Leadership and leadership opportunities only happen every so often. You have found yourself at such a juncture. Time will judge all of us on whether we capture such moments or we choose inaction. You have the wisdom gained from your experience, the respect garnered from your years of dedication since and a capture audience of supporters in the community willing to embrace your vision for moving forward and leaving such harmful transphobic notions in the waste bin of our movement, where they belong.

      In solidarity,
      Jenna Fischetti

  • Monica Roberts

    the bigger question is how much of those anti trans radical feminist attitudes have infected the GL movement, and is it one of the reasons we haven’t had the progress we should have had on trans human rights issues?

  • Poitbrain

    Yes – this is a long time ago. But if say – Mara Keisling was found to have tried to get a lesbian fired 20 years ago; she would rightly be expected to address the issue and denounce her past actions.. Hyde should have no lower expectation.

    RE: anon – Hyde was the Pres of the Board of Mass Equality  – no? And one of the architects of the marriage first crowd in MA – pushing that issue was her job for NGLTF as well. 

    Cruel is getting a trans person fired, not questioning that action and the attitudes that prompted it which persist to this day. Hyde was given a chance to respond to this – she could respond with a statement akin to Olivia’s 35 years ago. She could speak of what she’s learned in the intervening years. She still can make a powerful statement on the issue and the history. It would be welcome. No one has to be limited or defined by an action they took 35 years ago -thank god. But – it’s her choice to address the issue or assent by silence. At the very least – Stone is due an apology. Imagine a less talented trans person being fired given the employment challenges faced by trans women and played out over a lifetime.

    • Anonymous

      good point — i hadn’t realized she was so involved with massequality.  that organization has treated the whole trans issue in MA irresponsibly, and the little they’re doing now after the hiring of kara suffredini is in my opinion too little, too late.  i was under the impression that sue hyde’s main focus over several years was the creating change conference, which i’ve found inspiring & very trans affirming.

      thanks for educating me on that.  and you’re right that she should make a powerful statement denouncing her prior actions.  i hope she will do that.  it is sad to me to see her name on that letter, and it makes me so mad when i think of where we could be in MA on trans rights if half the money and energy and time that everyone spent on the marriage issue could have been applied to the advancement of trans rights.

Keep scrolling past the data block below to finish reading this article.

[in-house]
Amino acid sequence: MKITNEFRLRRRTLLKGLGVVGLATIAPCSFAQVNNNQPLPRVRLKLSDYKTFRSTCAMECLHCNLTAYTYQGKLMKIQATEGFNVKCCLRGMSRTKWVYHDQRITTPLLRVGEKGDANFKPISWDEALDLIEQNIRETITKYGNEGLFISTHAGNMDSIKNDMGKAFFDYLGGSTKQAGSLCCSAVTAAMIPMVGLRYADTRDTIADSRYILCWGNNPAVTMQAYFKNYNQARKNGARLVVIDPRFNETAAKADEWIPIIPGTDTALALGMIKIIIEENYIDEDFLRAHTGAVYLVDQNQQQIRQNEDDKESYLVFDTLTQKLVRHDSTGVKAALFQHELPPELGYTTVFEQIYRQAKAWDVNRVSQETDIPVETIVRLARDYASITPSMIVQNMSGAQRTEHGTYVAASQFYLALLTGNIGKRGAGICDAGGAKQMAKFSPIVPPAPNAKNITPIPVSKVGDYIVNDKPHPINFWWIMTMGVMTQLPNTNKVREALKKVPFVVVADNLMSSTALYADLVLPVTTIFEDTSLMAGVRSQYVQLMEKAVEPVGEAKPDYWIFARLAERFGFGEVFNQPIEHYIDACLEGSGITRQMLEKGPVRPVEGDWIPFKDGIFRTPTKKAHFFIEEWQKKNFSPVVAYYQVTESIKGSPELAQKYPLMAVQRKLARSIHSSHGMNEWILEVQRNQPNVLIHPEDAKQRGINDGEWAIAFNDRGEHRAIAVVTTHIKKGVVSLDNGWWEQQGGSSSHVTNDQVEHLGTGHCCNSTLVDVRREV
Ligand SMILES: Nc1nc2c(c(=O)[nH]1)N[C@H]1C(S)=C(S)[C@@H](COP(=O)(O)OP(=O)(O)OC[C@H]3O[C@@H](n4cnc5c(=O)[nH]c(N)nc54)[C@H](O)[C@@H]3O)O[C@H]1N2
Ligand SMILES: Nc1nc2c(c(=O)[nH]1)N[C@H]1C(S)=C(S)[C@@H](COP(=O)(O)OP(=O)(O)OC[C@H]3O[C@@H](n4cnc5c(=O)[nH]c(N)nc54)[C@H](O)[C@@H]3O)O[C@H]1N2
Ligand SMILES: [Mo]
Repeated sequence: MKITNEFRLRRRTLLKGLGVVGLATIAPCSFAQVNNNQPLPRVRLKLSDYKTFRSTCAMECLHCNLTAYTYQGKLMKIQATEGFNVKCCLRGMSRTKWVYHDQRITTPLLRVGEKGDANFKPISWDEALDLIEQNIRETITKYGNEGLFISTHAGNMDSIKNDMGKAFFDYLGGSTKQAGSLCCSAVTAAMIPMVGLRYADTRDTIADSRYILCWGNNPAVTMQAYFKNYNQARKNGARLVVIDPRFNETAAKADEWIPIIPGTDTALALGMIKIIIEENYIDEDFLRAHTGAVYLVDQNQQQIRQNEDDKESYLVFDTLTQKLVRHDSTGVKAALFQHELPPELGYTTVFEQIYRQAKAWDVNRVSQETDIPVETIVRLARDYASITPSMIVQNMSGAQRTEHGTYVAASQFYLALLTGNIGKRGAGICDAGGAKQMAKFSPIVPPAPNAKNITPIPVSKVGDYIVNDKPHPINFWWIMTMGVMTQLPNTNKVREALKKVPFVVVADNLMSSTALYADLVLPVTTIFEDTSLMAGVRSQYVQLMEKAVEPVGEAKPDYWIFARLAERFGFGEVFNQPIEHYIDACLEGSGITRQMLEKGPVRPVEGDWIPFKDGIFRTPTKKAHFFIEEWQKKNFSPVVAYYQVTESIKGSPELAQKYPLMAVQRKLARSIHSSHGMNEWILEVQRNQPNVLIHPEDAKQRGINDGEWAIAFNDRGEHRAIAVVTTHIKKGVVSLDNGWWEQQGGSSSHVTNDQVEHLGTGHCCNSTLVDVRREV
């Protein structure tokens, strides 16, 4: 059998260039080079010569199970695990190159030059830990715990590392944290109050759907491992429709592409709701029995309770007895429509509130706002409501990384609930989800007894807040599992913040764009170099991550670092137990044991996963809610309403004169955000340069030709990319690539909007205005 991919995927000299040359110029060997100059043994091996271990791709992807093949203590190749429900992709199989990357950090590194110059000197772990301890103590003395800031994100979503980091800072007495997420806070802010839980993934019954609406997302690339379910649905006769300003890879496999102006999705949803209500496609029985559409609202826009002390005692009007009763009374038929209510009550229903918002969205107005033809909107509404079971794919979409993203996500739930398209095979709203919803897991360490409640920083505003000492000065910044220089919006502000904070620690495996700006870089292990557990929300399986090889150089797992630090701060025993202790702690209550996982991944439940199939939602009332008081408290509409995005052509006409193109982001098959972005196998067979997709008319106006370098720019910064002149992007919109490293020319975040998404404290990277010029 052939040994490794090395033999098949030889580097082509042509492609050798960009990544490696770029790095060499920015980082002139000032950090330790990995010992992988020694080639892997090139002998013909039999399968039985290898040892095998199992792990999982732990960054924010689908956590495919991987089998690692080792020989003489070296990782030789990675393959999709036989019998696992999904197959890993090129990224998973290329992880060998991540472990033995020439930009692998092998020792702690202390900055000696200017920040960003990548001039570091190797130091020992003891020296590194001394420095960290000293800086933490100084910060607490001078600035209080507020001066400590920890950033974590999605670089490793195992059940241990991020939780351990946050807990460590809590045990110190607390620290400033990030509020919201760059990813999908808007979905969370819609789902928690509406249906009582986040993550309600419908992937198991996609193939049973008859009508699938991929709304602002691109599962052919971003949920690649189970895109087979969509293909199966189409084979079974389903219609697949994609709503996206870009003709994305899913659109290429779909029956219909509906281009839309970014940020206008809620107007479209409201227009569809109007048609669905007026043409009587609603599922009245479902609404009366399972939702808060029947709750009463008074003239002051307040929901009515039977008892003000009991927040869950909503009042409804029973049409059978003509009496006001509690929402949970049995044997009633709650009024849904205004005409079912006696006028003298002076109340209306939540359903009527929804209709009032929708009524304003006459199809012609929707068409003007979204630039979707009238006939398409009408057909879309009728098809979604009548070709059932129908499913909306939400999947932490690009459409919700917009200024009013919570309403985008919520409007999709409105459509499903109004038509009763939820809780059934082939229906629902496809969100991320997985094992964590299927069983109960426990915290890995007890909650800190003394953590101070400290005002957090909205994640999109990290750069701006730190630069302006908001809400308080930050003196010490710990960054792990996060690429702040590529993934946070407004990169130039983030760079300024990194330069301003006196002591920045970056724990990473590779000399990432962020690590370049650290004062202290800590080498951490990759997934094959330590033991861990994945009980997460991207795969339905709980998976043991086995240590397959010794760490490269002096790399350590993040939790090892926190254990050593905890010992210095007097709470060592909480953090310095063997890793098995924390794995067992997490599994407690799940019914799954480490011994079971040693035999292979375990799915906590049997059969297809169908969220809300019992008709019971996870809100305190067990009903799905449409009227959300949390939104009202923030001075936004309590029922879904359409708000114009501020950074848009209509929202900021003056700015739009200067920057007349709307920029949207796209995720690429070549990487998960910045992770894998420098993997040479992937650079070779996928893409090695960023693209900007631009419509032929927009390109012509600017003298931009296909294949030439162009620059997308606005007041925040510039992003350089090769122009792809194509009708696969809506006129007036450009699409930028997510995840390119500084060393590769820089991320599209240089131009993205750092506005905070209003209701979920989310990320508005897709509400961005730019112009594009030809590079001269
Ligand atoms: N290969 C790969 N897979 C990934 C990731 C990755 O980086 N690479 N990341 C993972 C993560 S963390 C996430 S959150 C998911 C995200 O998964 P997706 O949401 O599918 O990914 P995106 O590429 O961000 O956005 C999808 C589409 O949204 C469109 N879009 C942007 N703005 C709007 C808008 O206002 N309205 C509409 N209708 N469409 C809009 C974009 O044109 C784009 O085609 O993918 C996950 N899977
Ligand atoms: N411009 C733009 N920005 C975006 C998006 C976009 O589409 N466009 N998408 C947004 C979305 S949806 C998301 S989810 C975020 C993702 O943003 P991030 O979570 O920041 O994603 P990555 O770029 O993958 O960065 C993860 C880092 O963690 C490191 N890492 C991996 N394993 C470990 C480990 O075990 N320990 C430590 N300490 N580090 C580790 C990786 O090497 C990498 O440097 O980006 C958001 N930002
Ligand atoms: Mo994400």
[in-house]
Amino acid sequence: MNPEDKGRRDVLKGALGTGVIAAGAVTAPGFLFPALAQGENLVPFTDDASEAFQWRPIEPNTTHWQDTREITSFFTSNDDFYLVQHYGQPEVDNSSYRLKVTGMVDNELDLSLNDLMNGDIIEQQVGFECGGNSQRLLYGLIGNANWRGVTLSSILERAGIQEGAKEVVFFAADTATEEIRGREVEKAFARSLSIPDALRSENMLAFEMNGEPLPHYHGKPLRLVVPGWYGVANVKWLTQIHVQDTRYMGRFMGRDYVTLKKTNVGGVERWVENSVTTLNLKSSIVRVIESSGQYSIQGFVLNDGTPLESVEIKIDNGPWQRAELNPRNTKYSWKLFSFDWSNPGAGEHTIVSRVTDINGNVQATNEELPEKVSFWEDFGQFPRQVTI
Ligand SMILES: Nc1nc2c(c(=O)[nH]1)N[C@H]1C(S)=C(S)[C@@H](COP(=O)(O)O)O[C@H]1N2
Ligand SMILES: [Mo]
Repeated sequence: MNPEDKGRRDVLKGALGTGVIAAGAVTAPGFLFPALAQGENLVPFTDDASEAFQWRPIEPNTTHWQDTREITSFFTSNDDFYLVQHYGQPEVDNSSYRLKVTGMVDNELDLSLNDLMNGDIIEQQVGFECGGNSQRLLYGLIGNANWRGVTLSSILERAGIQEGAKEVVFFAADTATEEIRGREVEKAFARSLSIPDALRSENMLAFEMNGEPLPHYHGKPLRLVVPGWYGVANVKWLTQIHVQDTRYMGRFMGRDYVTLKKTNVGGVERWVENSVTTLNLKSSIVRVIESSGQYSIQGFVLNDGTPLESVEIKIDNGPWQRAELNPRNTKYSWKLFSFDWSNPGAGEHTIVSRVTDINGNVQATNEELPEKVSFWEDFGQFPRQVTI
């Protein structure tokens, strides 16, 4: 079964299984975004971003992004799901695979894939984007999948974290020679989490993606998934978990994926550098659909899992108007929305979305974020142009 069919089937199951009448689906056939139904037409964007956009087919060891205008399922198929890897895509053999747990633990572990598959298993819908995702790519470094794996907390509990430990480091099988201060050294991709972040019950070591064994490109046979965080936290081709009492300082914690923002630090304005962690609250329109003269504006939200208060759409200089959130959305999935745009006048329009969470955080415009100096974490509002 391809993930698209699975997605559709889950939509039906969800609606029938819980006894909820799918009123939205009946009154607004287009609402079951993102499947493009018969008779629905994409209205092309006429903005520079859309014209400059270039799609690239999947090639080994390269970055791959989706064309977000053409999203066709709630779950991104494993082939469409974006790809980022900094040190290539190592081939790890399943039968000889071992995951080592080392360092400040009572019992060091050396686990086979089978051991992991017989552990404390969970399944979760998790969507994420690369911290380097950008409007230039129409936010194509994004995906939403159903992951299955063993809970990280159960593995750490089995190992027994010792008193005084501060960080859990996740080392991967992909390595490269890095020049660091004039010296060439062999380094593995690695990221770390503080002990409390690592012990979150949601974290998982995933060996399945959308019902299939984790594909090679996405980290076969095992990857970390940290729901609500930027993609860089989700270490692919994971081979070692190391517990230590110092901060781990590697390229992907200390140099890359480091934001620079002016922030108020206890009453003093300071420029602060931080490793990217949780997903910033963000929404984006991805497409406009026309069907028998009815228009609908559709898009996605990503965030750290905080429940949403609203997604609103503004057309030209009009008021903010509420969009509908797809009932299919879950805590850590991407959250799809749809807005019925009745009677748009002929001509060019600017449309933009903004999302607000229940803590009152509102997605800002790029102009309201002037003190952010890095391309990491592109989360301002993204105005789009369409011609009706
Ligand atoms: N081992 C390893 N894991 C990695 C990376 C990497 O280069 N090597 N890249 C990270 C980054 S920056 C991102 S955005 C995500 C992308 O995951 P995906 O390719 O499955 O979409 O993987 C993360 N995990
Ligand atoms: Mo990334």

• Anonymous

    first of all, i’m so glad to read olivia records’ response to that letter.  i wish that everyone had that viewpoint — it really represents the world that i am working to help create around me as a family member of a transgender person & passionate believer in social justice & equality.

    i totally agree that the leadership of the lgb(t) community needs to step up and take on strong supportive stances on trans inclusion & advocacy.  the neglect the trans community has suffered at the hands of the leading lgb(t) orgs is shocking.  the list starts with hrc and goes on down to the state-level orgs like massequality, which focused so much time & resources on same-sex marriage that it only recently rediscovered what transgender means, it seems to me.

    at the same time, i know sue hyde through activist circles, and this article feels a bit cruel to me.  she was cruel in the sending of that letter, but it was a long time ago, in a very different time and place.  also, she doesn’t work for massequality, she works for the ngltf, and has spent quite a bit of her career organizing the creating change conference.  creating change is a conference where many trans people come together from all over the country & strategize & share information that’s hugely valuable to the cause of advancing visibility, access to resources & services, and civil and human rights for trans people. 

    i deplore her participation in the sending of that letter, and i’m sorry to see her name there.  but just as her action then causes me to judge her harshly, her actions over the interceding decades should reflect well upon her. 

    lastly, i apologize if i am stepping wrongly here in a trans focused space as a non-trans person.

    • Ethan St. Pierre

       I think that creating change conference is a good resource for LGB people but not so much for transgender folks. Trans people have been organizing and attending conferences since the late 70s, so Creating change has not provided anything new for transgender activists.